Humans are not at risk of extinction yet, but human-ness and humanity are under threat.
We all need to show up, suit up, and get in the game, this arduous humanity survival game. We need to show up for each other like never before. This is the 21st century; recent reminders, a time of viruses and presidents, run amok demonstrate how we have to stop, contain, and eliminate threats we never imagined before.
Answers are not in my mirror, so I look everywhere I can. Media, TEDtalks, YouTube videos, and other sources leave me feeling better informed. Just don’t call me happy.
I’ve found myself less worried than I expected – news-junkie, wanting to know everything I can to be up to date on what is happening. This week I watched an hour interview on the Monk Dialogues with economist Mohamed El-Erain, about what we should expect ‘after COVID-19’ – an extraordinary look at our future. The other big-learn of my week came from watching three TEDtalks, all brilliant ones, with a fellow named Brilliant; I recommend watching them in sequence:
I’ve been wondering, what qualities and actions best serve us?
Which characteristics are most important right now?
We are all getting numb to numbers. Scary, though small, at first; now larger ones don’t cause many emotional ripples, because we’ve either gotten used to them, or we are coping well, but I’m not sure about either.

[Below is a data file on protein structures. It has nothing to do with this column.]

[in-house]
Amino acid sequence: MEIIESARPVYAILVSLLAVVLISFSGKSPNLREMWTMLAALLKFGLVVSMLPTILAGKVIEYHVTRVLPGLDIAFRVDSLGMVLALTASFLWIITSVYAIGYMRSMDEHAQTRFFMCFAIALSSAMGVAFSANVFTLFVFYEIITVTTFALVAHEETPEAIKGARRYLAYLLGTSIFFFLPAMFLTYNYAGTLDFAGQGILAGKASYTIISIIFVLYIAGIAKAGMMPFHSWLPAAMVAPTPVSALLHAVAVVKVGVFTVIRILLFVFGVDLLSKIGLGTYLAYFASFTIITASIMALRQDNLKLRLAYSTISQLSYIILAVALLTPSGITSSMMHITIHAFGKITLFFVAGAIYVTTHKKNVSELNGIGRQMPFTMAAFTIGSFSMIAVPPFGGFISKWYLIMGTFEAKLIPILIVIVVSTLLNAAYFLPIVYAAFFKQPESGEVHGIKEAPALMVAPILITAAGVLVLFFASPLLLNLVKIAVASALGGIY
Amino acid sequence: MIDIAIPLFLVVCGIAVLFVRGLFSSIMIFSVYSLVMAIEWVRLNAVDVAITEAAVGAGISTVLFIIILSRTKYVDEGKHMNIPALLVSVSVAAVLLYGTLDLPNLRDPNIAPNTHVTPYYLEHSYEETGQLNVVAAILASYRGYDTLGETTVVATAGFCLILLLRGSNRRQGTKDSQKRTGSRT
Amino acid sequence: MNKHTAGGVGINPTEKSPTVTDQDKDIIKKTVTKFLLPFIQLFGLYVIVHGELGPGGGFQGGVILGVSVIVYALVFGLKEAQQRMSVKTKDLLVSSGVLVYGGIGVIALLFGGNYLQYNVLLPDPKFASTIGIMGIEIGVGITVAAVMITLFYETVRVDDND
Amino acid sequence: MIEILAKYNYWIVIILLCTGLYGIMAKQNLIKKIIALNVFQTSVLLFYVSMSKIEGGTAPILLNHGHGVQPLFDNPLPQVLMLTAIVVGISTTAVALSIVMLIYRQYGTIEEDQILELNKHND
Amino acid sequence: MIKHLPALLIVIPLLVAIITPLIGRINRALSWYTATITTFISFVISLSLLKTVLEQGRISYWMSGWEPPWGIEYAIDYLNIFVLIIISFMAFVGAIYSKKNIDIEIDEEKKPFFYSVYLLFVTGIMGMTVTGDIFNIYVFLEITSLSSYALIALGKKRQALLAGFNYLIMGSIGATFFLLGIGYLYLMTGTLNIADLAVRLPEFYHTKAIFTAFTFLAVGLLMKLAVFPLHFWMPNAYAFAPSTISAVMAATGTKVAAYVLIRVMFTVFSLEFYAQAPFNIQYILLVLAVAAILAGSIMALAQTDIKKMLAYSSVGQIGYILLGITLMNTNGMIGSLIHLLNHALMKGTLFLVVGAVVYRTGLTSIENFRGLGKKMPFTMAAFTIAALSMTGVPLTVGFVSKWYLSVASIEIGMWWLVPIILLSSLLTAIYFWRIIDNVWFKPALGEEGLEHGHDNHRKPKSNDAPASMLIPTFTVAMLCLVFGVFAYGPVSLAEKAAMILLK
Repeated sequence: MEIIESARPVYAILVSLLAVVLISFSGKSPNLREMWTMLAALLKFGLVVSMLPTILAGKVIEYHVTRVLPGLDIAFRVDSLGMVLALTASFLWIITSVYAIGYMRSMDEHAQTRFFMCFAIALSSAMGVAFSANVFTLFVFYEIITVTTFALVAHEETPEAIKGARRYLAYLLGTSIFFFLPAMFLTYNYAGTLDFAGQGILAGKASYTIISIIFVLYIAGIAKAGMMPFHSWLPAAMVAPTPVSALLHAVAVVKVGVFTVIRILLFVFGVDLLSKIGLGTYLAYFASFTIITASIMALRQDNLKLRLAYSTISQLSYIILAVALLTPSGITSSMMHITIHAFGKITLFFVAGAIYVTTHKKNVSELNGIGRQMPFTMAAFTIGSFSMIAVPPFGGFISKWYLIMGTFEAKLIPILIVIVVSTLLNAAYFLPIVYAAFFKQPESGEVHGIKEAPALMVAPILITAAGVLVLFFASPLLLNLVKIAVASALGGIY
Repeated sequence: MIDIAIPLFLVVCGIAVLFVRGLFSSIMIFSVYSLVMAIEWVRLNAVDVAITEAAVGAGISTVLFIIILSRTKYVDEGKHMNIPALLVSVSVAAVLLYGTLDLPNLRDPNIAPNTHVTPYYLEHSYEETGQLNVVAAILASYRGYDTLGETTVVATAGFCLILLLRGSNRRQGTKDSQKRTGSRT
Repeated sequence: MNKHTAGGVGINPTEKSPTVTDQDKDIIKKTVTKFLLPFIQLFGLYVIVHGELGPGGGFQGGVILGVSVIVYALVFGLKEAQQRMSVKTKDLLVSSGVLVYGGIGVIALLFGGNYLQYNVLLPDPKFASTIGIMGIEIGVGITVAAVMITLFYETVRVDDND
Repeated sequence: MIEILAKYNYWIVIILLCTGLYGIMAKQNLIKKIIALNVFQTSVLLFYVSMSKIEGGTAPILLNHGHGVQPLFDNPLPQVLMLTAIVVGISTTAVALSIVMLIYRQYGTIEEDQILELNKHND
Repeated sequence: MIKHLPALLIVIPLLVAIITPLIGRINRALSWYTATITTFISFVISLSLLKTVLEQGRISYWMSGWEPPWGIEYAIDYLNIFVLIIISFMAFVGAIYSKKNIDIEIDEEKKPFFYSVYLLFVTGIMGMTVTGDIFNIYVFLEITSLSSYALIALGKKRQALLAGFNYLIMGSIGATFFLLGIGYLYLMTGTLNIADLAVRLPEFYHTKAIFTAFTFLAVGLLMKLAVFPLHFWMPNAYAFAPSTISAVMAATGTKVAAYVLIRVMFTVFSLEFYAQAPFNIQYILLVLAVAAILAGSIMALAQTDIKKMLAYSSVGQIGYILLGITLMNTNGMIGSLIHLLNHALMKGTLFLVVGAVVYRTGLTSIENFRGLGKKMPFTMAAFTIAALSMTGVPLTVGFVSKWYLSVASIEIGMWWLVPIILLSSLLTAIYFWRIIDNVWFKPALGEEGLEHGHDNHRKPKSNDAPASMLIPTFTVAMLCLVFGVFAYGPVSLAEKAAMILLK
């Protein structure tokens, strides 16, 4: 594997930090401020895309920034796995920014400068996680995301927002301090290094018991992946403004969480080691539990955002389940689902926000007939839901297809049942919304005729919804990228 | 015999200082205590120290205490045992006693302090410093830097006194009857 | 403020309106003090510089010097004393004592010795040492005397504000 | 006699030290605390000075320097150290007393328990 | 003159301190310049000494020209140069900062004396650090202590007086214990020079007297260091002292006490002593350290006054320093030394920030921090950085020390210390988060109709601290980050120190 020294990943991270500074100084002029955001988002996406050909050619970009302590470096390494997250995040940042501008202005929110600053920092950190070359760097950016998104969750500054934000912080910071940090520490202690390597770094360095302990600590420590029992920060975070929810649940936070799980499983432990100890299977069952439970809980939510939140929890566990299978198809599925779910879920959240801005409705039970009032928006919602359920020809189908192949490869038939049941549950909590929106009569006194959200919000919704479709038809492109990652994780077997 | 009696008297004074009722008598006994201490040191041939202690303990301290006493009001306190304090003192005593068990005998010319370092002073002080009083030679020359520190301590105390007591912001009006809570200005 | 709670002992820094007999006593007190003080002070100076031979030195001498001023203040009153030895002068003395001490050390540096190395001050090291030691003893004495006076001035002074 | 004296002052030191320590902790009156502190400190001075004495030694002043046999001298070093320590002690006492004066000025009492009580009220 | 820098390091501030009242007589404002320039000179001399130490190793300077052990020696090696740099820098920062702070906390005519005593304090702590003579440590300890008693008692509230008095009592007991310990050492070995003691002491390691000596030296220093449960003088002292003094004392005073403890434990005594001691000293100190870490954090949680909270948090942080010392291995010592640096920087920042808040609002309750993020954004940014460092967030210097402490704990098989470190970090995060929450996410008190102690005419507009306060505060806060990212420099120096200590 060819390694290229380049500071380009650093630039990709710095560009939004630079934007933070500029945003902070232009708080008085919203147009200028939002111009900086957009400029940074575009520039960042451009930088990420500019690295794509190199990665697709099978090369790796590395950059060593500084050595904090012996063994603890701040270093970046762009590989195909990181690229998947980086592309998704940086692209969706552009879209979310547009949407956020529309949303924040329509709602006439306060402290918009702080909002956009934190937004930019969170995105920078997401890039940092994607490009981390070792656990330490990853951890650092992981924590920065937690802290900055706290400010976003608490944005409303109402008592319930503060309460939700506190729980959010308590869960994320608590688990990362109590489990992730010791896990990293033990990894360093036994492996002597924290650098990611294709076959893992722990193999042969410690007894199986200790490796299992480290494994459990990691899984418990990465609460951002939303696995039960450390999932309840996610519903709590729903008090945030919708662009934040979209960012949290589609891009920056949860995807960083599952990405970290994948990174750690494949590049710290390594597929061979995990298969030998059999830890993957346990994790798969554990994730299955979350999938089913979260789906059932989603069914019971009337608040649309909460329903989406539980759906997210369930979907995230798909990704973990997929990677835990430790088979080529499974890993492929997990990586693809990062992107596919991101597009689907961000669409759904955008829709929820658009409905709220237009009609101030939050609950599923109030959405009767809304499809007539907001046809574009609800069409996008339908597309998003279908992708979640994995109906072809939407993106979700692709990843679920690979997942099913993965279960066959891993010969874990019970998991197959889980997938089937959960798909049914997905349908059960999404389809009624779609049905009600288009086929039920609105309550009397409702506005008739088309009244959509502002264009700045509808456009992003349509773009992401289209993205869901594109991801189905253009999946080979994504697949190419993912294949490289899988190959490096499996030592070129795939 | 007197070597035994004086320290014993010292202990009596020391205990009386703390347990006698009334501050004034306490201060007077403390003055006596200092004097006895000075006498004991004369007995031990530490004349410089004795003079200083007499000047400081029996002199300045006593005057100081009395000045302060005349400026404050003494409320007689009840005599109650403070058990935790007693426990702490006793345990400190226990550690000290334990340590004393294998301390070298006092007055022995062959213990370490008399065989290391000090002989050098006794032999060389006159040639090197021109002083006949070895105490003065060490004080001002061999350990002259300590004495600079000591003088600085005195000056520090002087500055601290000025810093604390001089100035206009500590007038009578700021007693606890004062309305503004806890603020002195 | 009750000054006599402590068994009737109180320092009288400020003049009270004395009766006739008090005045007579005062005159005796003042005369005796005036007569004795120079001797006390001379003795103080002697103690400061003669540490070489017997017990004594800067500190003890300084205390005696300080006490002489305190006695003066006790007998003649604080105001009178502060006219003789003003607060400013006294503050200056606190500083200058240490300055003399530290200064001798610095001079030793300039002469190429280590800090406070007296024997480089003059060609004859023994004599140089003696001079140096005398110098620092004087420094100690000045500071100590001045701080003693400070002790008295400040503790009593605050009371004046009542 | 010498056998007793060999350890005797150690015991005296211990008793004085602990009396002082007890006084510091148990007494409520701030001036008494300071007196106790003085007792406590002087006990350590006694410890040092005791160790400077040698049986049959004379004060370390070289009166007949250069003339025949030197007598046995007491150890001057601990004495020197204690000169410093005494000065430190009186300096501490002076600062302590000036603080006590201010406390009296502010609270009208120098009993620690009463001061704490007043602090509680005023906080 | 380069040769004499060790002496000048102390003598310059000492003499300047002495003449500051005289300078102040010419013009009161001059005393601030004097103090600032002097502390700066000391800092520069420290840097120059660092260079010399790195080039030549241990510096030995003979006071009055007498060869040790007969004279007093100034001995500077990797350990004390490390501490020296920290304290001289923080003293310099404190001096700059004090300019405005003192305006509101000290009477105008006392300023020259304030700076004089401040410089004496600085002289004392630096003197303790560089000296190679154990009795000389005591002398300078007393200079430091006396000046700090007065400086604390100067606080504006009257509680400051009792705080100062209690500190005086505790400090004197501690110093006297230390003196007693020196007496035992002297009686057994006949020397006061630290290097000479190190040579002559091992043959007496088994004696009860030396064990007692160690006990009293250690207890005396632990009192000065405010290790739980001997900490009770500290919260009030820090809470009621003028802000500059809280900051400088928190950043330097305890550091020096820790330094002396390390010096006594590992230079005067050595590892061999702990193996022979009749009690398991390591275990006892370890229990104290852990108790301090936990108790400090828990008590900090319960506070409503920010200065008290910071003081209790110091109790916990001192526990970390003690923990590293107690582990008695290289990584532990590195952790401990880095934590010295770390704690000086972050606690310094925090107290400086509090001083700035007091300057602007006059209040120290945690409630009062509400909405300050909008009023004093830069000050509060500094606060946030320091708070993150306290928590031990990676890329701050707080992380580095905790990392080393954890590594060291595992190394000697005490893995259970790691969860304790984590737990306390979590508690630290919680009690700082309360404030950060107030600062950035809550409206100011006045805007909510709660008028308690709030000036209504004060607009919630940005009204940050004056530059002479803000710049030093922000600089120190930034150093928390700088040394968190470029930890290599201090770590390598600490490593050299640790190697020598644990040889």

We are numbed into complacency, or outraged by continued shutdowns – just watch any news channel for more numbing. We are becoming twisted versions of our former selves; isolation and distancing keep us away from our usual connections. Zoom etc. are great, but have limitations.
Does anyone know the future?
How could anyone know when governments, corporations, and best experts aren’t in agreement and cannot give us clear direction. We will emerge, I am convinced, as a more careful population – because this virus is not the end of us, but instead preparing us for a future of biological accidents, weapons, and other variations which come from too many people, too many people-animal connections, too much wildlife habitat eroded, and failure to act quickly.
What concerns me most is not whether Mr. El-Erain or Dr. Brilliant are right or wrong, not survival of governments, financial institutions, nations, races, or societies – but whether our spirit survives, thrives, and carries on, with a better life for everyone.
Our focus needs to be family first. We worry about those closest to us first, ourselves second, and then everyone else if we have energy or emotion left. There will always be many in far worse circumstances than us; no matter how bad it is for us, we are lucky ones. Lucky beyond measure.
Being confronted with terrible things is not new. How we deal with them needs radical change if we are to avoid worse things in our future.